MOBILE, Ala. (WALA) - A man convicted of sodomizing two young girls remained free on Wednesday as he awaits an appeals his conviction.
Metro Jail records show Sherman Tate was released on bond on March 8, just 15 days after a judge sentenced him to eight years in prison for sodomizing two young girls.
The sexual abuse happened while Tate was working at the Strickland Youth Center as a mentor to troubled youth.
"Personally, I think he should be in jail," Niki Patterson said.
Patterson, an assistant district attorney, prosecuted the case.
"I was not consulted about him being given bond, about him being released. So, I honestly don't know the conditions of the bond," Patterson said.
We wanted to find out about the conditions of Tate's bond, so we asked his lawyer, Jeff Dean.
"Does he have an ankle monitor that he's required to wear? No. He's out on bond, and he has that right to be out on bond while he's appealing what he feels, and what I feel, was a wrongful conviction," Dean said.
Still, there are accused sex offenders who haven't gone to trial, but are required to wear ankle monitors.
Judge John Lockett granted the bond in Tate's case. We wanted to asked Judge Lockett why an ankle monitor was not considered in Tate's situation, but we were told judges are not allowed to comment on pending cases.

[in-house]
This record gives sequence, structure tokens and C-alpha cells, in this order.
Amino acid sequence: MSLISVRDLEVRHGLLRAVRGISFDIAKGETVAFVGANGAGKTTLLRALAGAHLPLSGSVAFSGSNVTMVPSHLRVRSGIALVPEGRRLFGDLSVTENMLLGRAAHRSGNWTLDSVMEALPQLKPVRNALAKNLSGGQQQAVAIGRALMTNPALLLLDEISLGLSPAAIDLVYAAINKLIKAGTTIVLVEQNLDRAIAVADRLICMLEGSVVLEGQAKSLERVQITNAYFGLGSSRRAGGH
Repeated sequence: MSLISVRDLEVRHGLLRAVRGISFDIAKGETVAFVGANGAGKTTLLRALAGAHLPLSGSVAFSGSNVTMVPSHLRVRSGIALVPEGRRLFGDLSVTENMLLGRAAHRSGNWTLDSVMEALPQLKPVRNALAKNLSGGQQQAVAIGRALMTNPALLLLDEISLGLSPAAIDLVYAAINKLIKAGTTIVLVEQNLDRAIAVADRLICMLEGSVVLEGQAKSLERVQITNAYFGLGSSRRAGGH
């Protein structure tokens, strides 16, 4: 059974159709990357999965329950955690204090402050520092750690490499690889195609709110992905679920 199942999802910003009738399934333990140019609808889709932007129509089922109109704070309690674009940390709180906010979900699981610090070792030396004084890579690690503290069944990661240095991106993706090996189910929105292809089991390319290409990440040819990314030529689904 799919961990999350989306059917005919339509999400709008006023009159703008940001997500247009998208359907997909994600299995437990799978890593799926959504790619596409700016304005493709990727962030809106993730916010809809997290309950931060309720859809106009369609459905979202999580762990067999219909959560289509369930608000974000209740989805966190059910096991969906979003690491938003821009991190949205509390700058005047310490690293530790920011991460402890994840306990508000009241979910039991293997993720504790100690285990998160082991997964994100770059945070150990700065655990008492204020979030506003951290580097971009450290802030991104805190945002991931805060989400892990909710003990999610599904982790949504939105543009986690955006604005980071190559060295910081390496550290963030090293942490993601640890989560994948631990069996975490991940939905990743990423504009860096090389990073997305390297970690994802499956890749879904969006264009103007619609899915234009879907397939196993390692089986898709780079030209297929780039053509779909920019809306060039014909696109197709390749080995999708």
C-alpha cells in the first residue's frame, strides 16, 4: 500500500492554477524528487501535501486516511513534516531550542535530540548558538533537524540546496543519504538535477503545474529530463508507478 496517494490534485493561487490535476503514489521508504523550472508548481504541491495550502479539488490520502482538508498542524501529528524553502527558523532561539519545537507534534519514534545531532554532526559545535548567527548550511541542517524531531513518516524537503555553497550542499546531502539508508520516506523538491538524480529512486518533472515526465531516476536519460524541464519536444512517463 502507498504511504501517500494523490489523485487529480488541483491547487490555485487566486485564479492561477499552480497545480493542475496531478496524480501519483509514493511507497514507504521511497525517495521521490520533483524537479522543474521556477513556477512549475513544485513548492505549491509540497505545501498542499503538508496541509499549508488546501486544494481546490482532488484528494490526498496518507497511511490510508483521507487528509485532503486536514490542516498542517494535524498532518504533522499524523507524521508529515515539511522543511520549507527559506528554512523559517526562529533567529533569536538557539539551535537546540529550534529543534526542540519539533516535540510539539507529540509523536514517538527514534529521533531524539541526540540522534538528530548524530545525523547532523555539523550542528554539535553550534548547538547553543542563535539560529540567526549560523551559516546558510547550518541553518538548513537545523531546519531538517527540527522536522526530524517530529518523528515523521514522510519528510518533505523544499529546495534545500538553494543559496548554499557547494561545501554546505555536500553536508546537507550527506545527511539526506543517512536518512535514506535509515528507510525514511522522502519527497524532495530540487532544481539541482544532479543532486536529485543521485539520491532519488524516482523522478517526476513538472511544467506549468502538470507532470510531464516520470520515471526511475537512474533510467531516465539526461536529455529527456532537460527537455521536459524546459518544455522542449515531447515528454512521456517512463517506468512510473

Though Dean calls Tate's being found guilty a wrongful conviction, it is still a conviction.
"That's what happened in their case. It didn't happen in this one. Every case is different… You have a guy that's done a lot for this community," Dean said.
The mother of one of the victims has a different opinion. She thought Tate was headed to prison after his sentencing. That's when she told FOX10 News.
"It's been a long haul. The longest two years. We had to endure this and, as a mother, I wouldn't wish this on anybody," she said.
There don't appear to be many restrictions on Tate's bond, but there is at least one. He did have to register as a sex offender.
"He has to be registered and comply with the terms of the registration. So, he is restricted to a certain degree in where he can reside, and in what he can do in terms of employment," Patterson said.
That may be the most Patterson can hope for during the appeal process which she said could take up to three years.
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